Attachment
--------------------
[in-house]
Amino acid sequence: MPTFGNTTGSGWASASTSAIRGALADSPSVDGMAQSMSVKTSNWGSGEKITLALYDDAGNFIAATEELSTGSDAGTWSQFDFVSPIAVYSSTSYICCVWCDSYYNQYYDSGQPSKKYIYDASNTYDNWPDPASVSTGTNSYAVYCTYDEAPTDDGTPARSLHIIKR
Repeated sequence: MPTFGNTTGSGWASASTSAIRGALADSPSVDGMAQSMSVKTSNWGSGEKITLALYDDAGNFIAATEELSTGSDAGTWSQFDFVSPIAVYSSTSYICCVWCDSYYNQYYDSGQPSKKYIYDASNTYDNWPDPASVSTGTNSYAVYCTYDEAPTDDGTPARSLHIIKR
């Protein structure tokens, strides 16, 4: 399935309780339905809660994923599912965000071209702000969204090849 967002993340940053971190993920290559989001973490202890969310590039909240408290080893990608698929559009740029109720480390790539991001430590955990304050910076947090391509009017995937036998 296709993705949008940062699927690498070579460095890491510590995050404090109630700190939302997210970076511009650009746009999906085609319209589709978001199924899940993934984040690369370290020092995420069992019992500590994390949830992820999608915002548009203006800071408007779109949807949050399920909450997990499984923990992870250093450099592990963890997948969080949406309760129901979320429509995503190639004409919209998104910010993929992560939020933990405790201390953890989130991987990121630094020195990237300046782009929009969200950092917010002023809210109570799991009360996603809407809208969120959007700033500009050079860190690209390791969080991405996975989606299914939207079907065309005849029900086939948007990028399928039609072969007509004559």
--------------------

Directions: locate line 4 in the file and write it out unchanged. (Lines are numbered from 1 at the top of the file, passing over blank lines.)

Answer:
């Protein structure tokens, strides 16, 4: 399935309780339905809660994923599912965000071209702000969204090849 967002993340940053971190993920290559989001973490202890969310590039909240408290080893990608698929559009740029109720480390790539991001430590955990304050910076947090391509009017995937036998 296709993705949008940062699927690498070579460095890491510590995050404090109630700190939302997210970076511009650009746009999906085609319209589709978001199924899940993934984040690369370290020092995420069992019992500590994390949830992820999608915002548009203006800071408007779109949807949050399920909450997990499984923990992870250093450099592990963890997948969080949406309760129901979320429509995503190639004409919209998104910010993929992560939020933990405790201390953890989130991987990121630094020195990237300046782009929009969200950092917010002023809210109570799991009360996603809407809208969120959007700033500009050079860190690209390791969080991405996975989606299914939207079907065309005849029900086939948007990028399928039609072969007509004559």